As mentioned in my last article, an IPv6 address is 128 bits in length, represented in hexadecimal. Much like a MAC address, an IPv6 address is broken down into 2-byte (16-bit) sections separated by a colon; the major difference being that an IPv6 address includes 8 of these sections rather than 3 with a MAC address. In fact, the standard configuration of an IPv6 address actually uses a system’s MAC address as part of the interface ID of a host, as I’ll explain shortly. The address below shows an example of a full 128-bit IPv6 address:
The first thing to recognize about an IPv6 address is that it can actually be compressed quite easily. For example, in the address above, each 2-byte section that contains only 0s can be reduced to a single 0. By the same token, any 2-byte section that begins with a 0 can also have that leading 0(s) dropped. In other words, in compressed form the address just considered would be represented as:
Although this is a little better, there is still an even easier way to represent an IPv6 address. Because the IPv6 address space is so large, there’s a good change that you’re likely to find many 0s in any given address. So, in cases where more than more than one successive field contains 0s only, you can represent it with double colons (::) in the address. For example, the compressed address 2031:0:130D:0:0:08D0:875D:130A could be represented as:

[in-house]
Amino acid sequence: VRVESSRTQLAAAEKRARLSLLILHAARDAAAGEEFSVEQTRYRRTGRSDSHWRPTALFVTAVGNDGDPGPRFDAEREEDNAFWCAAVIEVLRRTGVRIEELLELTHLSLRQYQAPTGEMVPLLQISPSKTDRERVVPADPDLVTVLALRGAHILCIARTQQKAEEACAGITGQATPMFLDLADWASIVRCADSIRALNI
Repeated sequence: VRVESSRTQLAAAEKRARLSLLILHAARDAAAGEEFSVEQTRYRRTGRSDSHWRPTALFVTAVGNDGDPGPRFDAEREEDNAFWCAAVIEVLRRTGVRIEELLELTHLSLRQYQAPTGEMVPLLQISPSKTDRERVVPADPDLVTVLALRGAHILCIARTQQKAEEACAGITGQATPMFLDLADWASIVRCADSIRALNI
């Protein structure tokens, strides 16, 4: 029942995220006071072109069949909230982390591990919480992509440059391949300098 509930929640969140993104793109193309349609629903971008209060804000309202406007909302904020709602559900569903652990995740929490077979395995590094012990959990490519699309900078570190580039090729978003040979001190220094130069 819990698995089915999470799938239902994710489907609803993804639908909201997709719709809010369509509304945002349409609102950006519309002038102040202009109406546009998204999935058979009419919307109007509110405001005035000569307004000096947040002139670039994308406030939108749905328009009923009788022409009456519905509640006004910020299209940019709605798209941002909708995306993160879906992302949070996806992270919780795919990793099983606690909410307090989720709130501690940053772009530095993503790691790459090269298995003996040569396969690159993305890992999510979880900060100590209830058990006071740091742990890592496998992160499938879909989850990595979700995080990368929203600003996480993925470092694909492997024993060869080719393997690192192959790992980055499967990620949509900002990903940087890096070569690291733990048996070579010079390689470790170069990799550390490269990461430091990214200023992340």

When an IPv6 system comes across this double colon (::) within an address, it knows that it should include as many 0s as necessary to get the address back to 128 bits. However, it’s very important to note than the double colons can only be included once within a given address – if it were included more than once, a system couldn’t possible know where all the 0s were to be placed in the expanded address.
Tip: Remember that double colons (::) can be used as placeholders for contiguous 0 fields in an IPv6 address, but only once within any given address.
In some cases, using the pair of colons makes an address very small indeed. For example, the loopback address in IPv6 is 0000:0000:0000:0000:0000:0000:0000:0001. By using the double colon arrangement just learned, this address can also be identified as:
Overall, IPv6 addressing is probably neither easier nor harder than what you’ve come to know and love with IPv4 – it’s simply different. As with anything new, it will just take a little time to understand and appreciate this new addressing format.
While this article gives you an introduction to IPv6, we’re just getting started. In my next CCDA article I’ll walk you through how subnetting occurs in this address space, and we’ll explore different IP address allocation and transmission methods. Stay tuned!